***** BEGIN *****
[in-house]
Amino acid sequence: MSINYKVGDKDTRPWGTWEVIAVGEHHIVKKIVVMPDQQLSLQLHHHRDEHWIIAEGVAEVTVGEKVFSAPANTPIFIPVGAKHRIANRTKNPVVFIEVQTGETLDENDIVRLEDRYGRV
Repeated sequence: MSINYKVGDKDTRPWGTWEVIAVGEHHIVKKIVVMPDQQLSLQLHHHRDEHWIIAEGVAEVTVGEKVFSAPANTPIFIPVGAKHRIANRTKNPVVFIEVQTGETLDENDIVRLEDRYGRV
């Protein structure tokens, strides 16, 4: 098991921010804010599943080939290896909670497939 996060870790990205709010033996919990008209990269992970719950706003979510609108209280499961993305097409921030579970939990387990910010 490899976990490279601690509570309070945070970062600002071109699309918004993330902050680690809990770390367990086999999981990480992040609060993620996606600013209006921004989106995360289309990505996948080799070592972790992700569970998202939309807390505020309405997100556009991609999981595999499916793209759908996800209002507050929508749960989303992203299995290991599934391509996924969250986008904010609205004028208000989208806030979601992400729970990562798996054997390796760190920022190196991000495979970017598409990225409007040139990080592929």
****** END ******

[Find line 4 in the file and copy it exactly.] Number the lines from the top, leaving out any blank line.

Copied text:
């Protein structure tokens, strides 16, 4: 098991921010804010599943080939290896909670497939 996060870790990205709010033996919990008209990269992970719950706003979510609108209280499961993305097409921030579970939990387990910010 490899976990490279601690509570309070945070970062600002071109699309918004993330902050680690809990770390367990086999999981990480992040609060993620996606600013209006921004989106995360289309990505996948080799070592972790992700569970998202939309807390505020309405997100556009991609999981595999499916793209759908996800209002507050929508749960989303992203299995290991599934391509996924969250986008904010609205004028208000989208806030979601992400729970990562798996054997390796760190920022190196991000495979970017598409990225409007040139990080592929």